REID
REID Architecture PLLC / Reid Freeman Architect
DukeBridge_COVER.jpg

DUKE BRIDGE PAVILION

DUKE BRIDGE PAVILION
DUKE UNIVERSITY, DURHAM, NORTH CAROLINA

AREA: 8,000 SF
PROGRAM: PEDESTRIAN BRIDGE, OUTDOOR PAVILION
DURATION: SPRING 2014–SUMMER 2016
CONSTRUCTION COST: $3,500,000
AWARDS: 2017 NEW YORK STATE AIA DESIGN CITATION AWARD, 2016 NORTH CAROLINA AIA DESIGN HONOR AWARD
ARCHITECT: ARCHITECTURE OPERATIONS D.P.C., REID FREEMAN, PARTNER IN CHARGE

Situated in the heart of Duke’s Campus, the Bridge Pavilion is a multi-functional piece of infrastructure that defines the circulation experience in the West Union District of the Durham campus. The conceptual approach to the Bridge Pavilion is to create a dynamic structure that enhances wayfinding while providing an informal social and cultural node for students and faculty. The structure not only acts as a physical bridge, but also incorporates a beer garden, seating and lounge spaces, and materiality that enhances site perception and user experience. The Bridge Pavilion is the result of a cross-disciplinary and collaborative process that successfully embodies both contemplative self-reflection and exuberant exchange. 

In the pavilion, the reflective surface of the structural concrete slab soffit is achieved using custom formwork. The mirror finish of the polished stainless steel columns captures views of the adjacent landscape and surrounding student activity to heighten the dynamic presence of nature and light within. Strategic vertical planes of etched glass subtly define rooms and enclosure while maintaining an accessible and welcoming atmosphere. The glass moderates outdoor conditions and collects and displays light and color from the adjacent landscape.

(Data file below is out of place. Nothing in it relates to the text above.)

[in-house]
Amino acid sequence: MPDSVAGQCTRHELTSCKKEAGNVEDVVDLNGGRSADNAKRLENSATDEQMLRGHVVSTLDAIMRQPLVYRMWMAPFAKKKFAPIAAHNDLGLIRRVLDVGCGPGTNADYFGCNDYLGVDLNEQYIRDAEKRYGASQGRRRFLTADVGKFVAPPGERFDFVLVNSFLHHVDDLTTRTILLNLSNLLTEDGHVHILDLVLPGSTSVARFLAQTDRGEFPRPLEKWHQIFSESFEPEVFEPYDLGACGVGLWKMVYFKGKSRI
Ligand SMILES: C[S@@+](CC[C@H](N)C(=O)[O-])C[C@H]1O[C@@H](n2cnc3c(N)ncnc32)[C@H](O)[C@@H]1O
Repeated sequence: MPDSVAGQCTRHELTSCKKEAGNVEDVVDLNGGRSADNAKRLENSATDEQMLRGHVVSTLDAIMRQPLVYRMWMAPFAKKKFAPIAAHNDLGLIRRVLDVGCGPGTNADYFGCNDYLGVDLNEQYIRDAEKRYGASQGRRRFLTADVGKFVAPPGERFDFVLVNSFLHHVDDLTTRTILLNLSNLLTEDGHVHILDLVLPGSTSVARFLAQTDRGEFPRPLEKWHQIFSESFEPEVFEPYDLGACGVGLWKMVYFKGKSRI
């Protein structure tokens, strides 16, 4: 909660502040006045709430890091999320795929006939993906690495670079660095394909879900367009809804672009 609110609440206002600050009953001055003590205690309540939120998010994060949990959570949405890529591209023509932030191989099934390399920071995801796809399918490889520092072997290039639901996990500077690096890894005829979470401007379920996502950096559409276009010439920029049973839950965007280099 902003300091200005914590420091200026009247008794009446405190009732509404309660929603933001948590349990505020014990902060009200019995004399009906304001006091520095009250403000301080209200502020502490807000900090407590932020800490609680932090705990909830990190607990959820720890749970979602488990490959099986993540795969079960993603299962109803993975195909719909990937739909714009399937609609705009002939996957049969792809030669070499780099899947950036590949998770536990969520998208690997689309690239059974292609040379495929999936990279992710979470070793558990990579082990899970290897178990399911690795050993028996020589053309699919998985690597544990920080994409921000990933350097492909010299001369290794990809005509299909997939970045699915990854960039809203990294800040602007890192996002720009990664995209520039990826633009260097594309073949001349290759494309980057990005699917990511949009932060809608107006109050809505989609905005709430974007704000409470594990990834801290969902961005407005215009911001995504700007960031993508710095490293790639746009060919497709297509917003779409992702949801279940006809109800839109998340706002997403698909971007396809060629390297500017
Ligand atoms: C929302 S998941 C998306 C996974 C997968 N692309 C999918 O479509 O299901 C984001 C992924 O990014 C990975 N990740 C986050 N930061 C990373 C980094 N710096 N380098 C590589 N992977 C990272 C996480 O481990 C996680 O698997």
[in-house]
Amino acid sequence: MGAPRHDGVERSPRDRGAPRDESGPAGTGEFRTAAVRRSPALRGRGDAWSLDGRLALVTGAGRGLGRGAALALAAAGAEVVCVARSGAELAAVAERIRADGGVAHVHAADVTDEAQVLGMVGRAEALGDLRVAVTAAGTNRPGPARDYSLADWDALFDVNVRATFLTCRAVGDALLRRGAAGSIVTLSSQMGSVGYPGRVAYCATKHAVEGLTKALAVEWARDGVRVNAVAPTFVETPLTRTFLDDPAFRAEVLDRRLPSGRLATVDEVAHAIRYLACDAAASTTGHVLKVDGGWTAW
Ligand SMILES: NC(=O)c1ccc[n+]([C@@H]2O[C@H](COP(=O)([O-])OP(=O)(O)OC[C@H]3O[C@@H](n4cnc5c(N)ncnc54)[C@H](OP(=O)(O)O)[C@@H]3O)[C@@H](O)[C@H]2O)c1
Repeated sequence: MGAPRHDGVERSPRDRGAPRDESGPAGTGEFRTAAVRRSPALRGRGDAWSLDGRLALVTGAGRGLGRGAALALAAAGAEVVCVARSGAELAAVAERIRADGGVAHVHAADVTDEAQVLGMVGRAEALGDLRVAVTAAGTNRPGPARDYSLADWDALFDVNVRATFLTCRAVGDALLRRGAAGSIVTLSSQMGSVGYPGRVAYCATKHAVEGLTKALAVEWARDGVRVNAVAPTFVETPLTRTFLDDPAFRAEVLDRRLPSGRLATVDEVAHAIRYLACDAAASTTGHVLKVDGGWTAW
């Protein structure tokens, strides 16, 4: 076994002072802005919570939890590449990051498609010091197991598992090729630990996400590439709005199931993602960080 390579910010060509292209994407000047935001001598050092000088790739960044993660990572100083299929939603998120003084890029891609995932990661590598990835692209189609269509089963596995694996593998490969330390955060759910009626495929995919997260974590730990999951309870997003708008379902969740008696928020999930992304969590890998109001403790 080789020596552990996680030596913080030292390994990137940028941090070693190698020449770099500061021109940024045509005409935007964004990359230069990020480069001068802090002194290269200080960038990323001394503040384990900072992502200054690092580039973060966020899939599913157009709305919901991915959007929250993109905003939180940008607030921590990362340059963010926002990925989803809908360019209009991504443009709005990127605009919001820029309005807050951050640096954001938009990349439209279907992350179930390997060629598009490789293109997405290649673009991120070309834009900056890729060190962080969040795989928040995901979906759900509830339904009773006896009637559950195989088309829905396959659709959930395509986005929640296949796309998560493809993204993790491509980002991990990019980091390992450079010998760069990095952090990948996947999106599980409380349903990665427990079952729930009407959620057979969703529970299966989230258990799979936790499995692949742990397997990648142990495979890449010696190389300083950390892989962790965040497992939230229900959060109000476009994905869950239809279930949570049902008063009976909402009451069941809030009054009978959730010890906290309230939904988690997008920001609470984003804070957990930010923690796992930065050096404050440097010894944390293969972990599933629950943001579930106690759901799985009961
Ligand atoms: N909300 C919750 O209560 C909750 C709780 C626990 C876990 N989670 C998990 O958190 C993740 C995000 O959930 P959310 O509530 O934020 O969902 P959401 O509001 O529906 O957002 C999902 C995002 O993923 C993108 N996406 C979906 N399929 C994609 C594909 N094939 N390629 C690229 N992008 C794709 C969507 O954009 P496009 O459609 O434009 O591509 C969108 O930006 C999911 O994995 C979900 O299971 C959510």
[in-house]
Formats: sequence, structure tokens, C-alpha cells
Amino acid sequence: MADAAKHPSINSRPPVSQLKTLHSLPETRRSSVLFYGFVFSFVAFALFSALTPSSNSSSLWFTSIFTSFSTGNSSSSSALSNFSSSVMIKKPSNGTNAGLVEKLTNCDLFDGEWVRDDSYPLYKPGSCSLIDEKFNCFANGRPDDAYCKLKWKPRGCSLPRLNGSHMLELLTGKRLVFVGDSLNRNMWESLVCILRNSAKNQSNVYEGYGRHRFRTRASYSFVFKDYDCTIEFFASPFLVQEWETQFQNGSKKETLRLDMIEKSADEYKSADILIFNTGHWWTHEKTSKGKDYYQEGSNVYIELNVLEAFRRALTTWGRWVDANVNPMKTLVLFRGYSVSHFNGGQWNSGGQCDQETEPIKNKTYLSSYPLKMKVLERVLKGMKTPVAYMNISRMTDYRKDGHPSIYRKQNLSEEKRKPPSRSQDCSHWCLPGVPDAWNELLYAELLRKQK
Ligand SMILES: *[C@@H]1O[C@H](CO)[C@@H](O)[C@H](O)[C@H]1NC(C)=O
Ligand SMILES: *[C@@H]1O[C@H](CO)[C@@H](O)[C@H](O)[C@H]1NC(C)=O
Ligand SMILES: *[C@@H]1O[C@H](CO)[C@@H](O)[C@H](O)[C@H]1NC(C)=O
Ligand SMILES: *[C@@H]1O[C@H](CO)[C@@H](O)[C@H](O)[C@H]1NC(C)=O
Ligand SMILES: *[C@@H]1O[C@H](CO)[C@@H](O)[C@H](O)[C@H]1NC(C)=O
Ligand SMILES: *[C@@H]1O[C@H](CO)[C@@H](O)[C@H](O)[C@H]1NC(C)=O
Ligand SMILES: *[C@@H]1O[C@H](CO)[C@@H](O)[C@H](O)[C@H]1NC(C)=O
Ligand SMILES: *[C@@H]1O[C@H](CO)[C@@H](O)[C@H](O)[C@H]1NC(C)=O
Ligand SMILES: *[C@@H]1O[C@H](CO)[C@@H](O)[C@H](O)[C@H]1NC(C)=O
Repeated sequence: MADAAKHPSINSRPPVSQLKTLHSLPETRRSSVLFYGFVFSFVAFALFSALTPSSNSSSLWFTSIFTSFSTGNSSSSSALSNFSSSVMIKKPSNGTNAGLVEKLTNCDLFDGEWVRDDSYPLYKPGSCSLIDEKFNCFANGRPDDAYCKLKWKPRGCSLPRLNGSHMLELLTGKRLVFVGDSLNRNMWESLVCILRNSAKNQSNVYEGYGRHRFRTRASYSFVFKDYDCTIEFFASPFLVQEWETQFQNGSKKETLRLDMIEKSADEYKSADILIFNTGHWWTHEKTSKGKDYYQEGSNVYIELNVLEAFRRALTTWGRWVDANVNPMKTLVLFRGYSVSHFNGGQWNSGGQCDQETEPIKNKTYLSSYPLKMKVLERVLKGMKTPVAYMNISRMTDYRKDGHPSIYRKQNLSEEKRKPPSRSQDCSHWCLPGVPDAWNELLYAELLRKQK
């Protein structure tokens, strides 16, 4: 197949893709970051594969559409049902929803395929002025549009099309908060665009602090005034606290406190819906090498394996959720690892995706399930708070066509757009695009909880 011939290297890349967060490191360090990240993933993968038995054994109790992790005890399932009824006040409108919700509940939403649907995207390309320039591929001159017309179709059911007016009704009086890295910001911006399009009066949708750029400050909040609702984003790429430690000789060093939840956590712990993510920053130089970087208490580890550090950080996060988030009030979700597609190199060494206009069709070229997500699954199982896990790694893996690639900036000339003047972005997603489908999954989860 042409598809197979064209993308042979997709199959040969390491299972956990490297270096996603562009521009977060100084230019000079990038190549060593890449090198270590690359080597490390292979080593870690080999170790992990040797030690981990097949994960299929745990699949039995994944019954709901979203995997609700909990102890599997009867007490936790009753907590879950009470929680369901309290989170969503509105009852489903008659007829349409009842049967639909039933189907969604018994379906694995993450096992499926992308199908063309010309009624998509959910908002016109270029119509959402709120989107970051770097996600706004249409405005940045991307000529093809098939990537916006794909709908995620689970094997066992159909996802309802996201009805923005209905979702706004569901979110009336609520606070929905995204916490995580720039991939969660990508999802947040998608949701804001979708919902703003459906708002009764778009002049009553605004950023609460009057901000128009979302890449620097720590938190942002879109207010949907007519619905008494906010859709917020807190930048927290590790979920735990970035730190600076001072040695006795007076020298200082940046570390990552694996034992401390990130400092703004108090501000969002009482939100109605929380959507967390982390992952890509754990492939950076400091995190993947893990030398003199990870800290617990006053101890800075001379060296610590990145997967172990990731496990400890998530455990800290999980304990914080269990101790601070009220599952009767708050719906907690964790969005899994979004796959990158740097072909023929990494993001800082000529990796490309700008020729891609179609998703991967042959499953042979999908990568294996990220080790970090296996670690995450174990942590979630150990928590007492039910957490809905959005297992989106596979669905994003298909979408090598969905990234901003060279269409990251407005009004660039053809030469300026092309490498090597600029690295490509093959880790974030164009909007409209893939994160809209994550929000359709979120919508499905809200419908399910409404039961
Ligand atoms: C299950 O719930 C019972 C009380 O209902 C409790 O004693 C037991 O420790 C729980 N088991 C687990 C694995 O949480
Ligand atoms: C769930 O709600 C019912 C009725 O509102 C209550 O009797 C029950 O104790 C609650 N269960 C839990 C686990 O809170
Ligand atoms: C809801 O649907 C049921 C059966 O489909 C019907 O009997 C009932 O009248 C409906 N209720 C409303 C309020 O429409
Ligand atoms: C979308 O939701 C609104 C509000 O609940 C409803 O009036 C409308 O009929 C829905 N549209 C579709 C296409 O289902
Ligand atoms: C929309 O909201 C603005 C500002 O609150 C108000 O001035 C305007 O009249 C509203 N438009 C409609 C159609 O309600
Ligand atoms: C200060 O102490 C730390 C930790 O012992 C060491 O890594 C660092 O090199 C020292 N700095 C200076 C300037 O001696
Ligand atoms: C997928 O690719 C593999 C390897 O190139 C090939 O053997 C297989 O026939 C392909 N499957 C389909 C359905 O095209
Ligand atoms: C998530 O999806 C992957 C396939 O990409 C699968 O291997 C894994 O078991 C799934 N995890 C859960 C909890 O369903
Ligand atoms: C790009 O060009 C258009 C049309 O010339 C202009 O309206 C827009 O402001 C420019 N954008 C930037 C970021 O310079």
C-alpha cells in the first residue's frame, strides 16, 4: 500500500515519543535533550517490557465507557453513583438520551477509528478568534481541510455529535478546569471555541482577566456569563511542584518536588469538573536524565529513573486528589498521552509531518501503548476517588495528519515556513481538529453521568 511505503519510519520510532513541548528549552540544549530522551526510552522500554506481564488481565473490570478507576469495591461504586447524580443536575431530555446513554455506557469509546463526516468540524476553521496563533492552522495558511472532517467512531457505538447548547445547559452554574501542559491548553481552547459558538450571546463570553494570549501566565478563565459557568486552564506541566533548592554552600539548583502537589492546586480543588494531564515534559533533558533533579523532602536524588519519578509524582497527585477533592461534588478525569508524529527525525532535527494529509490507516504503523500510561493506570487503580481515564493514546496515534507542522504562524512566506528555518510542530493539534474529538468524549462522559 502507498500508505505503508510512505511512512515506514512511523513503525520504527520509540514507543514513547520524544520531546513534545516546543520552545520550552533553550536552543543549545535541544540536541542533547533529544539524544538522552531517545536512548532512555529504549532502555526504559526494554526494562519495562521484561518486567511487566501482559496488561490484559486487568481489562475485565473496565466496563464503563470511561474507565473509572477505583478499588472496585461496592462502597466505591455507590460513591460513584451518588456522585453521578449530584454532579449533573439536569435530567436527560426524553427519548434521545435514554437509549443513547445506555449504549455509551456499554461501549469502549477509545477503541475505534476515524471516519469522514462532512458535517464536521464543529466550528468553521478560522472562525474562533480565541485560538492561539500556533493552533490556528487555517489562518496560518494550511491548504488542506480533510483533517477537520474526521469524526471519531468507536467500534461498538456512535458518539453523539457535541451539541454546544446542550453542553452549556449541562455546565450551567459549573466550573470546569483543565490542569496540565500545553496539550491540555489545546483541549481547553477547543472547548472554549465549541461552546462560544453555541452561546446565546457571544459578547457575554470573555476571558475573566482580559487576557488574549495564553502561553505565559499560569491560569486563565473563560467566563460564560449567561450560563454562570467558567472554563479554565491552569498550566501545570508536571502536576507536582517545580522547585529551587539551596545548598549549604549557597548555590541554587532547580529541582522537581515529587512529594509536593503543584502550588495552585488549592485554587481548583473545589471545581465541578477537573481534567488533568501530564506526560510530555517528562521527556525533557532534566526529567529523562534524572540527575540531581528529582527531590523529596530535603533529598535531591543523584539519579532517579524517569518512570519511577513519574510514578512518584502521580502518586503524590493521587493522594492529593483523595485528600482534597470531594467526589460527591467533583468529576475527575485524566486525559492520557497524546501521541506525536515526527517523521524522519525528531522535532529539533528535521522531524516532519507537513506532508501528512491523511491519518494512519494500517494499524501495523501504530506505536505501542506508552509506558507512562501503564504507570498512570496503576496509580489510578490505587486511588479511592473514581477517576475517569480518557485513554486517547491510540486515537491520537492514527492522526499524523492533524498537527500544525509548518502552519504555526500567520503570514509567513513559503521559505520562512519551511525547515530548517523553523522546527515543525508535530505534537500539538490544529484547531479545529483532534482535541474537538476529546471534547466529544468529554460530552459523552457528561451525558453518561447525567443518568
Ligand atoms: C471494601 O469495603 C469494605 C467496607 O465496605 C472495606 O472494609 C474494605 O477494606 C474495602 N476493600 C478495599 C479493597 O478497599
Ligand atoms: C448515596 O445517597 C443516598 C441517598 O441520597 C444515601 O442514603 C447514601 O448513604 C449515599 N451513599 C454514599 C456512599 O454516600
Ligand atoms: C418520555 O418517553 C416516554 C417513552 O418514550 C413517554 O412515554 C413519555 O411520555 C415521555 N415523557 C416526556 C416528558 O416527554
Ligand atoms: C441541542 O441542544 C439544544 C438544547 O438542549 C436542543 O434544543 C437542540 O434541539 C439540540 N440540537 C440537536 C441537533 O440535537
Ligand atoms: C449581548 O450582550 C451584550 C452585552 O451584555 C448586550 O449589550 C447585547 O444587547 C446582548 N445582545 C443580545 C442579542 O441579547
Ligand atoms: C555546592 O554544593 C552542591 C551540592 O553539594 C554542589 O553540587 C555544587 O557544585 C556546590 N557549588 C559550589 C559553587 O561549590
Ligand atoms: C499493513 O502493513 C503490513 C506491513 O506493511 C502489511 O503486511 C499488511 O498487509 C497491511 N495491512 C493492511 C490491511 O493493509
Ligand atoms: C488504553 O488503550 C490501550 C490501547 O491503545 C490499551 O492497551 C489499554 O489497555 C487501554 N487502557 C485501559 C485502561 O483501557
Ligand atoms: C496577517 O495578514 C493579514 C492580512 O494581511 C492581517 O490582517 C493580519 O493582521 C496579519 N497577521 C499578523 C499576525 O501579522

TOP: BRIDGE PAVILION PLAN; BOTTOM: BRIDGE PAVILION ELEVATION

TOP: BRIDGE PAVILION PLAN; BOTTOM: BRIDGE PAVILION ELEVATION

The thin concrete structure is supported with slender mirrored stainless steel columns and one shear wall. The underside of the bridge acts as the pavilion ceiling with coffers that remove mass and add structural efficiency. The ceiling visually references the waffle slab and skylight system of the nearby Bryan Center, a student services building at the terminus of the bridge’s axis.

 
FROM TOP: ETCHED-GLASS WALLS CAPTURE LANDSCAPE COLOR, POLISHED CONCRETE SOFFIT REFLECTS SURROUNDING LANDSCAPE, CAST-GLASS LENSES PROJECT DAYLIGHT AND CIRCULATION ACTIVITY

FROM TOP: ETCHED-GLASS WALLS CAPTURE LANDSCAPE COLOR, POLISHED CONCRETE SOFFIT REFLECTS SURROUNDING LANDSCAPE, CAST-GLASS LENSES PROJECT DAYLIGHT AND CIRCULATION ACTIVITY

At the center of selected coffers is a void occupied by a prismatic glass. In a synthesis of the forest canopy, the prismatic glass lenses gather, display the sky dome, project light to fill the bridge deck’s shadows, and flicker as students pass by above. Students traversing the bridge become aware of activity below transmitted through the cast lenses, and projected onto the lightly etched surface of the glass pavers flush with the deck. Figures, colors and movement are essentially embedded in the bridge.

 
CAST GLASS LENS COMPONENTS

CAST GLASS LENS COMPONENTS

LEFT: FORMWORK FOR CONCRETE COFFERS AND STAINLESS STEEL INSERT SLEEVES; RIGHT: SLAB REINFORCING STEEL

LEFT: FORMWORK FOR CONCRETE COFFERS AND STAINLESS STEEL INSERT SLEEVES; RIGHT: SLAB REINFORCING STEEL

TOP: SCHEMATIC MODEL AND CONSTRUCTION; BOTTOM: DAY AND NIGHT VIEWS

TOP: SCHEMATIC MODEL AND CONSTRUCTION; BOTTOM: DAY AND NIGHT VIEWS

NIGHTTIME APPROACH FROM CROWN COMMONS

NIGHTTIME APPROACH FROM CROWN COMMONS